Online Symptom Checker

How The Internet is Changing Responses to Illness

Guest Editorial

If you start experiencing new or odd health-related symptoms, where do you go first? For many people, especially those who are uninsured or under-insured, going to do the doctor isn’t always an option, so instead they turn to the Internet for answers.

The medical field is one that is constantly growing and changing, but for such an innovative industry, it’s one that also tends to be very set in some traditional ways. New innovations that threaten the status quo of older, more well-established companies often die before they can even be born, and while that’s great for the current pillars of the medical industry, it’s not often in the best interest of the patient.

Innovators find themselves facing multiple often-insurmountable obstacles when trying to introduce new products or practices into the medical industry. Like anything resistant to change, it’s causing the industry to begin to stagnate.

In cases such as these, as with so many other industries in the recent past, it’s going to take something utterly disruptive to turn the industry on its ear and get paths for new technologies opened again. What is disruptive innovation, and how is it affecting our response to illness?

What is Disruptive Innovation?

Disruptive innovations are those that come out of nowhere and are often overlooked, but can end up changing the entire foundation of the industry. Personal computers, for example, were written off by the big mainframe companies as underpowered and useless when they were introduced in the ‘60s and ‘70s. They simply didn’t have the same computing power that the mainframes did, so they couldn’t possibly compete, right?

Ask yourself this — do you have a mainframe uplink in your house or a personal computer?

This disruptive innovation changed the entire landscape of the computing industry by introducing something that, at the time, only appealed to a small portion of the market. Over the years, though, this idea of the personal computer evolved into an indispensable tool, and computing technologies have advanced by leaps and bounds since then.

At this point, many of us carry small high-powered computers in our pockets in the form of mobile phones, something that may not have even been possible without a few engineers stepping up to say “Hey, maybe we should make these computers smaller and more accessible.”

The medical industry is not immune to disruptive innovations, but it is often more resistant to change. In an effort to maintain the status quo, regulators will refuse to license new technologies, insurance companies refuse to pay for them, and hospitals won’t upgrade their current techniques in favor of better ideas.

Right now, a question is being asked — can disruptive innovation cure the healthcare industry? Would patients be better served by a move toward new technologies and more stand-alone specialized care?

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How are these changes in technology and the overall medical industry changing the way we seek medical care? The answer to that came with the introduction of the Internet. Sites such as Mayo Clinic and WebMD allow patients to enter their symptoms and generate a list of possible ailments based on the information entered. It sounds like a dream come true, right? Just fill out a couple of checkboxes and the Internet will tell you what’s wrong with you.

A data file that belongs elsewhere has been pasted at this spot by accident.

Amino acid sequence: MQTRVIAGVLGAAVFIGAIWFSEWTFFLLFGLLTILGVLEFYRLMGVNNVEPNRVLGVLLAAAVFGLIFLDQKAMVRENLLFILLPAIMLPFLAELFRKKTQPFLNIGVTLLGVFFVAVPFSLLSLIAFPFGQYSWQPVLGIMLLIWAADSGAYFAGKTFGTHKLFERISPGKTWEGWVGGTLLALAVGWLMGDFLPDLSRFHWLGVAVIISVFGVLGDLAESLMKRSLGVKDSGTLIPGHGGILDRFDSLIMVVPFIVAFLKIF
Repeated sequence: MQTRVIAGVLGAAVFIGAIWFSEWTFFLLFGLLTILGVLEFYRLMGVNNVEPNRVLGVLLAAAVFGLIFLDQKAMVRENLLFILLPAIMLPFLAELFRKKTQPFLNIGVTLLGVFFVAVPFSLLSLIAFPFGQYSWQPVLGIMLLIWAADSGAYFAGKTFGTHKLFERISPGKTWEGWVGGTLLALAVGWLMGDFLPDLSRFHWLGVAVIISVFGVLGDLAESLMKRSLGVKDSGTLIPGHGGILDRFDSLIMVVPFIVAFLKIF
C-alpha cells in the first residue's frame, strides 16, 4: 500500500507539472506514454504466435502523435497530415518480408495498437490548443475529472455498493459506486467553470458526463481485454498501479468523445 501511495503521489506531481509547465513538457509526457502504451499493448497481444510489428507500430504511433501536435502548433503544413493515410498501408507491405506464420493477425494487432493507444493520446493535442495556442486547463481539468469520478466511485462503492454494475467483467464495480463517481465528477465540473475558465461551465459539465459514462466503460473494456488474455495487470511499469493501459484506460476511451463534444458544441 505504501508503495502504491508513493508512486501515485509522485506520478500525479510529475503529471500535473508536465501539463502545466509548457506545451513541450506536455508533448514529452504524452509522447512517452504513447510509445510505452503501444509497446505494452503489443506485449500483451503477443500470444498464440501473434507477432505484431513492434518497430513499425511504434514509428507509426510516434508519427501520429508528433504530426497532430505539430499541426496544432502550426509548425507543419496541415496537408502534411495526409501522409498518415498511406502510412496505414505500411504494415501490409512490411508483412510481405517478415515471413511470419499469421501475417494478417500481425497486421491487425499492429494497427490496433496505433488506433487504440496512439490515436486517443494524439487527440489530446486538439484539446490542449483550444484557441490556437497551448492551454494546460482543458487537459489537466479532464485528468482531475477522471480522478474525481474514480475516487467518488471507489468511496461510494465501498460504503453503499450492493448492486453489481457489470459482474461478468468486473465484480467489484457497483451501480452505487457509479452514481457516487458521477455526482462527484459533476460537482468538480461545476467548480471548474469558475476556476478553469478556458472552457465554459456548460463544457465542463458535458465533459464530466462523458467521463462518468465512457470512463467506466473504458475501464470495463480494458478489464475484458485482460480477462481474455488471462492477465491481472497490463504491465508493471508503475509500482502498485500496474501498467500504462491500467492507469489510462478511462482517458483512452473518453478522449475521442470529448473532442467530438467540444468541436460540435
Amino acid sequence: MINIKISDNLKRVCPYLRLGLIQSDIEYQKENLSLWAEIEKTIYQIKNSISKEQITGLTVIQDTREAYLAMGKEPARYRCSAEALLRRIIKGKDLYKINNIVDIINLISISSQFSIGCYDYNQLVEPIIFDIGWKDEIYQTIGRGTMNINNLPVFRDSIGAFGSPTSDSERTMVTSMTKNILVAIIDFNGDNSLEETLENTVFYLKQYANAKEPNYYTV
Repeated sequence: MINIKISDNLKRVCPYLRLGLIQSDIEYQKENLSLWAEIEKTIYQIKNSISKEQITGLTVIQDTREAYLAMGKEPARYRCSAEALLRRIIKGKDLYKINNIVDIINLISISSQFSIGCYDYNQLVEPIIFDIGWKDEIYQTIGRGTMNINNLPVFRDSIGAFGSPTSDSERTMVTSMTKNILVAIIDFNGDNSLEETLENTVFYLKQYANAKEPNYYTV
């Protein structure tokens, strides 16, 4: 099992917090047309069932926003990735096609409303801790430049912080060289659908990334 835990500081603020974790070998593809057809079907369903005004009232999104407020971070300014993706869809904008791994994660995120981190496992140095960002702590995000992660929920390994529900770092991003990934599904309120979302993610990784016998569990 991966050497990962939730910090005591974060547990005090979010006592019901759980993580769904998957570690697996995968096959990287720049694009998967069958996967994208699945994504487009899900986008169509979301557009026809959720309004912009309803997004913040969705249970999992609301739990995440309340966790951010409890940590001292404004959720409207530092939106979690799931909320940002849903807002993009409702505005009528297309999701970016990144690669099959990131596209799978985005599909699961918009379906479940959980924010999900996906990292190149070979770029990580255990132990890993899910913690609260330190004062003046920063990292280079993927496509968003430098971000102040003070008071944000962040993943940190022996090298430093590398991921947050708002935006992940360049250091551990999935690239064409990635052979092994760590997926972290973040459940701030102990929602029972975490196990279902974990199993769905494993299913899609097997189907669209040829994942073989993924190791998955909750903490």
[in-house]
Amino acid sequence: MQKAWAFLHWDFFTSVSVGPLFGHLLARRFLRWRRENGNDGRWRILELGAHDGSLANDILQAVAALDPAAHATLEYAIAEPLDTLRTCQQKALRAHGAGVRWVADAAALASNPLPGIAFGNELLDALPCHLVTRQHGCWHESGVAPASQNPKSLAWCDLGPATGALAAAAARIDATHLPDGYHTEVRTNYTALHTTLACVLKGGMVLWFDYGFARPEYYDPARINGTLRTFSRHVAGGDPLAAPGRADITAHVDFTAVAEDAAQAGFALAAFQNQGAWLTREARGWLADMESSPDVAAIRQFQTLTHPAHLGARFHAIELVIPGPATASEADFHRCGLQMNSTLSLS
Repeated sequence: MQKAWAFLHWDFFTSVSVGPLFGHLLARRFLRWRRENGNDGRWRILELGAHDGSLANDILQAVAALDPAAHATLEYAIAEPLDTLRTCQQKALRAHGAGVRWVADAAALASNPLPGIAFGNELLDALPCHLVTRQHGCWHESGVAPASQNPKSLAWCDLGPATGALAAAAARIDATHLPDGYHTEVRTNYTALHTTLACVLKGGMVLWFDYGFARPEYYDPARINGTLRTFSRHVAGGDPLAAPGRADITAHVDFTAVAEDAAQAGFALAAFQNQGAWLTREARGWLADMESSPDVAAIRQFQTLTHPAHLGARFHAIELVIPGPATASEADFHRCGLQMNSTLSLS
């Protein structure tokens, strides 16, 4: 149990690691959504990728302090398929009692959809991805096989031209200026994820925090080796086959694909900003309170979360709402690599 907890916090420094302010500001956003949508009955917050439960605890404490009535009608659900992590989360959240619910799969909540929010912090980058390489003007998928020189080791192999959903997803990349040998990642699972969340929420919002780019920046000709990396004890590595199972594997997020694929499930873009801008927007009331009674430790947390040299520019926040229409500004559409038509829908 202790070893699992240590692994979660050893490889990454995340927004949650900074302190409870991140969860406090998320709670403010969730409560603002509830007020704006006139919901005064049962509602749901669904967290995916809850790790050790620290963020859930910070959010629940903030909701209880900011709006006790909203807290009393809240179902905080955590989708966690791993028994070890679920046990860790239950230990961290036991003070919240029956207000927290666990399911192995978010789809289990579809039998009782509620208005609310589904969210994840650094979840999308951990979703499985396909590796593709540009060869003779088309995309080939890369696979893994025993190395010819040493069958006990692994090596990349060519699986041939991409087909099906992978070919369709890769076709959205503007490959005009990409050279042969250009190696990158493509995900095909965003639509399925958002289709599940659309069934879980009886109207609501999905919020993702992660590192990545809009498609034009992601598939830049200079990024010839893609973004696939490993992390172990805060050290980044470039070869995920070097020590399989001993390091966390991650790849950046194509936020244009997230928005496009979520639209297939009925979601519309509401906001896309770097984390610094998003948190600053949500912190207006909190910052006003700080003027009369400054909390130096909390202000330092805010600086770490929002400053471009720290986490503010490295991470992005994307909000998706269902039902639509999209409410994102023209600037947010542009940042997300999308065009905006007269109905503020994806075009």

The growing cost of medical visits and the resistance to time- and money-saving innovations has caused many people to turn to these Internet-based diagnostic tools. When used properly, they can be extremely useful, giving patients an idea of what to ask their doctors about when they schedule an appointment. Unfortunately, therein lies the problem.

Many patients, especially those who don’t have immediate access to health care, will use these tools as a way to self-diagnose without ever actually consulting a medical professional. This can lead to small things being blown entirely out of proportion, such as someone with a sore throat using WebMD to come up with a cancer diagnosis.

On the other hand, utilizing an online diagnostic tool also can cause serious issues to be brushed off and ignored as unimportant, with dangerous or potentially fatal consequences.

How Do They Relate?

So what does the concept of disruptive innovation have to do with Internet based self-diagnosis? WebMD and similar sites are actually disruptive innovations in and of themselves.

Disruptive innovation can, over time, lead to the introduction of new and more affordable techniques and technologies, making medical care more affordable and accessible to all. This, in turn, will hopefully slow the trend of self-diagnosis and lead to more people seeking out professional medical care rather than trying to puzzle out what might be wrong with them.

All it takes is one inventor or innovator willing to be a little disruptive, and they can change the world.

Megan Nichols is a science writer who enjoys writing about healthcare, psychology and other scientific fields of study. To learn about health topics, check out her blog or follow her on twitter.

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